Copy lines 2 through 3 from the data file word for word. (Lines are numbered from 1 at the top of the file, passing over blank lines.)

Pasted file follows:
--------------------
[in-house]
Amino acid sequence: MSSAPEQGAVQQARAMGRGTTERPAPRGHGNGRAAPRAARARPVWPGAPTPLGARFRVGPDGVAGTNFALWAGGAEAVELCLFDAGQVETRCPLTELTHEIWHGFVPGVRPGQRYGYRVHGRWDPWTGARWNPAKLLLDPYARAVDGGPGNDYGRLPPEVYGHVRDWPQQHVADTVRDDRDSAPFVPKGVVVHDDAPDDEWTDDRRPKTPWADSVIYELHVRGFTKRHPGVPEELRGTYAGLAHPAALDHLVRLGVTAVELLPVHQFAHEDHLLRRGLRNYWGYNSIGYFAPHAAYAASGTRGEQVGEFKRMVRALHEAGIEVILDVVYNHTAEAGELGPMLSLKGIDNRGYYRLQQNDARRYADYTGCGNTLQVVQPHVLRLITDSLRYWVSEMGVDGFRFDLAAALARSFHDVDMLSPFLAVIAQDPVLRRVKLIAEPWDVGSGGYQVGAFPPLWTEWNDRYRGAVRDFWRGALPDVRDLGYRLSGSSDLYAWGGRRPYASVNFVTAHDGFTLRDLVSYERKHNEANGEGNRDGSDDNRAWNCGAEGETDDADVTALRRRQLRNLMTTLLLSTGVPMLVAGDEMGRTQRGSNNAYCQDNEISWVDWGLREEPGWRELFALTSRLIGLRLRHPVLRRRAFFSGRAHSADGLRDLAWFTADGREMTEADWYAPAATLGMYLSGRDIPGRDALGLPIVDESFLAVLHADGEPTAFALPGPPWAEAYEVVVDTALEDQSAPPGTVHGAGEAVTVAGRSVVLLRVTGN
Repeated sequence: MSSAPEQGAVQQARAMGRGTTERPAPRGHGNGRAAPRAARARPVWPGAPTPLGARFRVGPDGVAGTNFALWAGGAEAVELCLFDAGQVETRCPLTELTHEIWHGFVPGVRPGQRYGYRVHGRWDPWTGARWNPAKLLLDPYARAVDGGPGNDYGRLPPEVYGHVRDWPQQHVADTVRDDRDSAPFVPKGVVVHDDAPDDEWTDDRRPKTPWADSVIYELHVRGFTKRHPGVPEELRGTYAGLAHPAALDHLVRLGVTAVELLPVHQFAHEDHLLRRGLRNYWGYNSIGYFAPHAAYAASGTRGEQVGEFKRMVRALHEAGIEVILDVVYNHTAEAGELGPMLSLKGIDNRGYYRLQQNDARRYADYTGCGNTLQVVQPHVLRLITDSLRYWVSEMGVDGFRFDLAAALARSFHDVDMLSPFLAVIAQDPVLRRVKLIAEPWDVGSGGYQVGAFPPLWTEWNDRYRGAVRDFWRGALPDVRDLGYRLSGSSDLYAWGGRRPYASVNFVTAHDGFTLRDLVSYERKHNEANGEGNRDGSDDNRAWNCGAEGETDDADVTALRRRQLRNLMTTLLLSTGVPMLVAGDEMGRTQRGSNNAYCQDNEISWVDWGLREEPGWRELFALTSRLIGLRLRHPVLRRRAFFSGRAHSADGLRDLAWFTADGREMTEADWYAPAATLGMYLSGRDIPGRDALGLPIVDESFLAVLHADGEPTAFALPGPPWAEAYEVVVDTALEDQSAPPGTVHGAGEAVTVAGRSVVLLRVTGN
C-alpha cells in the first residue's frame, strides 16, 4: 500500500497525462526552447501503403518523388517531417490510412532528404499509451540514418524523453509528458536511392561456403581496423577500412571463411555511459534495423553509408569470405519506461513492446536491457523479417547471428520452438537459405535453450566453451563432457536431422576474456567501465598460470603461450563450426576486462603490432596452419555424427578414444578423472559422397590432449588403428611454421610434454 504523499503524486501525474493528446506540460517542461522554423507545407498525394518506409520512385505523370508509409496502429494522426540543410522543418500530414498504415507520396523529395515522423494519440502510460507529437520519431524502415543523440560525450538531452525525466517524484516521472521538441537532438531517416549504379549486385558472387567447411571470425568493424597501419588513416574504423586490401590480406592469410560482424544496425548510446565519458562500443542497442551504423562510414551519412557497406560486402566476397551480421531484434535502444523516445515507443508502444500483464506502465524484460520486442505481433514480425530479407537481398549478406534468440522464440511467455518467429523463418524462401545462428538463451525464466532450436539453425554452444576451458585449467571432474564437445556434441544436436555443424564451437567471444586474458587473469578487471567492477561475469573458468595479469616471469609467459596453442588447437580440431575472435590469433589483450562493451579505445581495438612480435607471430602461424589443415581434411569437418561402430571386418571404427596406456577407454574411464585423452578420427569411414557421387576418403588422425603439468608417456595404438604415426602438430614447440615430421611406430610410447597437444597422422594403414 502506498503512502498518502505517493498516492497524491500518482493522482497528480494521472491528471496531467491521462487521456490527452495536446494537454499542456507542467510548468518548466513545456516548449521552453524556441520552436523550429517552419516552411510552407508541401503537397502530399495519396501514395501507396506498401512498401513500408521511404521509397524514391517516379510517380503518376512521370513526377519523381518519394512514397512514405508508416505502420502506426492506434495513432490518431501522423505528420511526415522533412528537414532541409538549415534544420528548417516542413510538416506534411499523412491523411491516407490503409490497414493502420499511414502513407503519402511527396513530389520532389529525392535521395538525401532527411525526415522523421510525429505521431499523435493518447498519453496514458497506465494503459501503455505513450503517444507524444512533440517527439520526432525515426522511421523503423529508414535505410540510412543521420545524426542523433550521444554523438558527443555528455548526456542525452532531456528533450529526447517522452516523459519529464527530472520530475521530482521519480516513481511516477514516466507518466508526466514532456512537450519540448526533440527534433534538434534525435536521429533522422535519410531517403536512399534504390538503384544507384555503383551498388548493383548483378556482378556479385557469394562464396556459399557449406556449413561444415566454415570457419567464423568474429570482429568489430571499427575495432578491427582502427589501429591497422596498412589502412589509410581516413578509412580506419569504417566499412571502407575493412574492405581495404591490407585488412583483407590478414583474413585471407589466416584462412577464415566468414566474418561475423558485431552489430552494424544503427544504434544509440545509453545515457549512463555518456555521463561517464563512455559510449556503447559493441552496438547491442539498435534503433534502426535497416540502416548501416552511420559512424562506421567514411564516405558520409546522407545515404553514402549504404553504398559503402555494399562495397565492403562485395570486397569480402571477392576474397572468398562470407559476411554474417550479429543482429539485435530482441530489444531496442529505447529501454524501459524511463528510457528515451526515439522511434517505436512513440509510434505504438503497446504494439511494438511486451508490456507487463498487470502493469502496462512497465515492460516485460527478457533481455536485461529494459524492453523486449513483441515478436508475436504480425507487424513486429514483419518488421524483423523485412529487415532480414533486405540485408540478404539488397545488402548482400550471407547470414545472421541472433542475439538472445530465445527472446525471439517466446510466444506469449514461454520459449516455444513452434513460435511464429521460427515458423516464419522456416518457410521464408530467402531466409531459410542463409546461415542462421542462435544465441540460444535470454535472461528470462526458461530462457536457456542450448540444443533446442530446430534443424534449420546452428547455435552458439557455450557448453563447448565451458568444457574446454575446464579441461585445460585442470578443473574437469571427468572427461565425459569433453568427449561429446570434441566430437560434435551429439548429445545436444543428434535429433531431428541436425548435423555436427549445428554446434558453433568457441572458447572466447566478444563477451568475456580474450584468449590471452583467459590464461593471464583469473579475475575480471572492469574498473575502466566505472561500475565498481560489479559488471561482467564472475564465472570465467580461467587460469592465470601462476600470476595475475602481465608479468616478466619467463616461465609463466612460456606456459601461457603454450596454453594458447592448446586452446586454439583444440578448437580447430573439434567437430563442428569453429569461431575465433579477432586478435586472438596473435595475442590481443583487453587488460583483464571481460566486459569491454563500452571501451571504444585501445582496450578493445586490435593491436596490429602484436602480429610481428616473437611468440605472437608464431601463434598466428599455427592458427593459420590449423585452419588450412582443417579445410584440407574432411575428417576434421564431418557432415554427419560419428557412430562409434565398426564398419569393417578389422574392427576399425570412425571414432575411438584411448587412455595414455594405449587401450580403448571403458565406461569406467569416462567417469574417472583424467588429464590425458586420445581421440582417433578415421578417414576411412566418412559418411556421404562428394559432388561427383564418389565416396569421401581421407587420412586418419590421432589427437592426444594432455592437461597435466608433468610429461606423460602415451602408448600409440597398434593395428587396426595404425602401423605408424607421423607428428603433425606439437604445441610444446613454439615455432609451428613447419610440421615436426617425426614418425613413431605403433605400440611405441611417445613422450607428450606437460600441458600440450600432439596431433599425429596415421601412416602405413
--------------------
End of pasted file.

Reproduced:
Amino acid sequence: MSSAPEQGAVQQARAMGRGTTERPAPRGHGNGRAAPRAARARPVWPGAPTPLGARFRVGPDGVAGTNFALWAGGAEAVELCLFDAGQVETRCPLTELTHEIWHGFVPGVRPGQRYGYRVHGRWDPWTGARWNPAKLLLDPYARAVDGGPGNDYGRLPPEVYGHVRDWPQQHVADTVRDDRDSAPFVPKGVVVHDDAPDDEWTDDRRPKTPWADSVIYELHVRGFTKRHPGVPEELRGTYAGLAHPAALDHLVRLGVTAVELLPVHQFAHEDHLLRRGLRNYWGYNSIGYFAPHAAYAASGTRGEQVGEFKRMVRALHEAGIEVILDVVYNHTAEAGELGPMLSLKGIDNRGYYRLQQNDARRYADYTGCGNTLQVVQPHVLRLITDSLRYWVSEMGVDGFRFDLAAALARSFHDVDMLSPFLAVIAQDPVLRRVKLIAEPWDVGSGGYQVGAFPPLWTEWNDRYRGAVRDFWRGALPDVRDLGYRLSGSSDLYAWGGRRPYASVNFVTAHDGFTLRDLVSYERKHNEANGEGNRDGSDDNRAWNCGAEGETDDADVTALRRRQLRNLMTTLLLSTGVPMLVAGDEMGRTQRGSNNAYCQDNEISWVDWGLREEPGWRELFALTSRLIGLRLRHPVLRRRAFFSGRAHSADGLRDLAWFTADGREMTEADWYAPAATLGMYLSGRDIPGRDALGLPIVDESFLAVLHADGEPTAFALPGPPWAEAYEVVVDTALEDQSAPPGTVHGAGEAVTVAGRSVVLLRVTGN
Repeated sequence: MSSAPEQGAVQQARAMGRGTTERPAPRGHGNGRAAPRAARARPVWPGAPTPLGARFRVGPDGVAGTNFALWAGGAEAVELCLFDAGQVETRCPLTELTHEIWHGFVPGVRPGQRYGYRVHGRWDPWTGARWNPAKLLLDPYARAVDGGPGNDYGRLPPEVYGHVRDWPQQHVADTVRDDRDSAPFVPKGVVVHDDAPDDEWTDDRRPKTPWADSVIYELHVRGFTKRHPGVPEELRGTYAGLAHPAALDHLVRLGVTAVELLPVHQFAHEDHLLRRGLRNYWGYNSIGYFAPHAAYAASGTRGEQVGEFKRMVRALHEAGIEVILDVVYNHTAEAGELGPMLSLKGIDNRGYYRLQQNDARRYADYTGCGNTLQVVQPHVLRLITDSLRYWVSEMGVDGFRFDLAAALARSFHDVDMLSPFLAVIAQDPVLRRVKLIAEPWDVGSGGYQVGAFPPLWTEWNDRYRGAVRDFWRGALPDVRDLGYRLSGSSDLYAWGGRRPYASVNFVTAHDGFTLRDLVSYERKHNEANGEGNRDGSDDNRAWNCGAEGETDDADVTALRRRQLRNLMTTLLLSTGVPMLVAGDEMGRTQRGSNNAYCQDNEISWVDWGLREEPGWRELFALTSRLIGLRLRHPVLRRRAFFSGRAHSADGLRDLAWFTADGREMTEADWYAPAATLGMYLSGRDIPGRDALGLPIVDESFLAVLHADGEPTAFALPGPPWAEAYEVVVDTALEDQSAPPGTVHGAGEAVTVAGRSVVLLRVTGN